Updated: Dec 27, 2020
Find out when rewiring is necessary and the building regulations related to wiring work and electrics.
At worst, faulty electrics can be a serious fire hazard and can lead to injury or electrocution. This is why electrics were brought in to the building regulations under Part P. Existing wiring installations are not covered, but if you make significant alterations or new additions to the wiring in your home, the regulations come into force.
If you are thinking of buying a property more than 25 years old, it is important to check that the wiring is up to date before you buy. Ideally, you will get an idea of what work is required and an estimate of the likely cost so that you can take this into account when assessing the feasibility of the project and how much to offer.
Even if you already own the property you are renovating, it is important to know early on if any rewiring work will be necessary, as it can be very disruptive to the fabric and decor of the building, and so is best completed early on, before any re-plastering or redecorating work takes place.
When is Rewiring Necessary?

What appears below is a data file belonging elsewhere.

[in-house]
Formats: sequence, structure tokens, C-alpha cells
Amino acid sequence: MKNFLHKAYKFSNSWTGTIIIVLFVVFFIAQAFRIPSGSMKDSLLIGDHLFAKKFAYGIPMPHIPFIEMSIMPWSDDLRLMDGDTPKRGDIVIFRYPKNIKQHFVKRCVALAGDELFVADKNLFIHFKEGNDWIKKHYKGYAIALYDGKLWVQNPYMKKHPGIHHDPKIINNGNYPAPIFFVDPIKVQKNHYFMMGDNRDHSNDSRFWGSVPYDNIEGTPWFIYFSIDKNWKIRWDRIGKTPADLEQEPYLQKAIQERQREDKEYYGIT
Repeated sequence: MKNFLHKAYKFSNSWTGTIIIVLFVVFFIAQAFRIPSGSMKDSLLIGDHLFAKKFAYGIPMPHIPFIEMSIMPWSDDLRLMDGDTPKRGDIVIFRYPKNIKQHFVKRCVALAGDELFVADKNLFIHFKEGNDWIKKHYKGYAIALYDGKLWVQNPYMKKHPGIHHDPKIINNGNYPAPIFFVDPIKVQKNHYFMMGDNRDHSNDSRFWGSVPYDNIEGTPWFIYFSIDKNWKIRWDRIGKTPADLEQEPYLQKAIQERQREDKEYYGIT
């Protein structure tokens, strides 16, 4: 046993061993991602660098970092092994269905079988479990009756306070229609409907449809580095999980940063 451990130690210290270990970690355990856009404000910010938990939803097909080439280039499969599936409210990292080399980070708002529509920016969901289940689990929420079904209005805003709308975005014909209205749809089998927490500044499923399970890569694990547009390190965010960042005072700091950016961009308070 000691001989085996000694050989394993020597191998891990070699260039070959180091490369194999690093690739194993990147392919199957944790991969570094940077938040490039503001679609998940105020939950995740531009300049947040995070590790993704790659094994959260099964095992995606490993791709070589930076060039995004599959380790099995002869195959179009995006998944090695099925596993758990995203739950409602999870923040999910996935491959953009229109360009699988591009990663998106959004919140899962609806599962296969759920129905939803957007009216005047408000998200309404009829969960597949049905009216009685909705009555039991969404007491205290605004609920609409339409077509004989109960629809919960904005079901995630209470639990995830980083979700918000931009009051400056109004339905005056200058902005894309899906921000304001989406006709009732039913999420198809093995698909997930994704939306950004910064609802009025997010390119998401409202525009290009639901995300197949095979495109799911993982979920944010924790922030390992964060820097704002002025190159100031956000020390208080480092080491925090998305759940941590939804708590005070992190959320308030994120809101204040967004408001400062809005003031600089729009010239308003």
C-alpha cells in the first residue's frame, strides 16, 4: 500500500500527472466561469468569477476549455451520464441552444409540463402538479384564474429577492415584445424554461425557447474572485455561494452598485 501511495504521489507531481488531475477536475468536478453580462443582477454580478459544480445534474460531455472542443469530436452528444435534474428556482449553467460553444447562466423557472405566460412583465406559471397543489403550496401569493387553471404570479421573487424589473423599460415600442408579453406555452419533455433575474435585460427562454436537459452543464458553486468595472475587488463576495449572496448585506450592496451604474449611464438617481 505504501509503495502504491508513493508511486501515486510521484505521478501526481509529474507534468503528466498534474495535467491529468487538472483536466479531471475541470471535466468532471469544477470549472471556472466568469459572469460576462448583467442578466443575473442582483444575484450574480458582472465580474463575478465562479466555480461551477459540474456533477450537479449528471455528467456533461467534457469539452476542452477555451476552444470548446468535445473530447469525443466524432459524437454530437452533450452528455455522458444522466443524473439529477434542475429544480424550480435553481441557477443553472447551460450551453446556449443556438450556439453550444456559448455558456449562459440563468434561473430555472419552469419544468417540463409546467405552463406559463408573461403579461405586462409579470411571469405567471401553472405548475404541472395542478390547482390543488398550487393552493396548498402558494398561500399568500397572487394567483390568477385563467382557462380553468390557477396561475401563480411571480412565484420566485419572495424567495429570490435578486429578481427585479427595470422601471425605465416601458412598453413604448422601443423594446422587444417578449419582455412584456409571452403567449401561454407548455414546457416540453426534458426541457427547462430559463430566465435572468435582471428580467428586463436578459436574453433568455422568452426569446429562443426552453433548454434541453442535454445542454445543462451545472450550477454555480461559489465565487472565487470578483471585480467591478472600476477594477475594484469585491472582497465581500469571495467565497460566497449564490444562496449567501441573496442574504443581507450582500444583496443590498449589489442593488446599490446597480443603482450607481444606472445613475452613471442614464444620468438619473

If a property has not already been rewired within the last 25-30 years, the chances are it will need upgrading at least in part in order to bring it up to current standards. The wiring may be potentially dangerous and may not be able to cope with the demands of modern living.If you plan major remodeling work that constitutes a material alteration as defined by the Building Regulations, it is likely that you will need to rewire part, if not all, of the property, including upgrading the consumer unit (fuse box).If you are extending your home, or converting an attic or garage, this will constitute new work and therefore all of the new wiring will have to conform to Part P: Electrical Safety, and all existing wiring will have to be improved to ensure that it is able to carry the additional loads safely, it is earthed to current requirements and that cross bonding is satisfactory.Where you are extending or remodeling, the rest of the existing wiring does not have to be upgraded, except where upgrading is required by the energy efficiency requirements of the Building Regulations, i.e. central heating controls.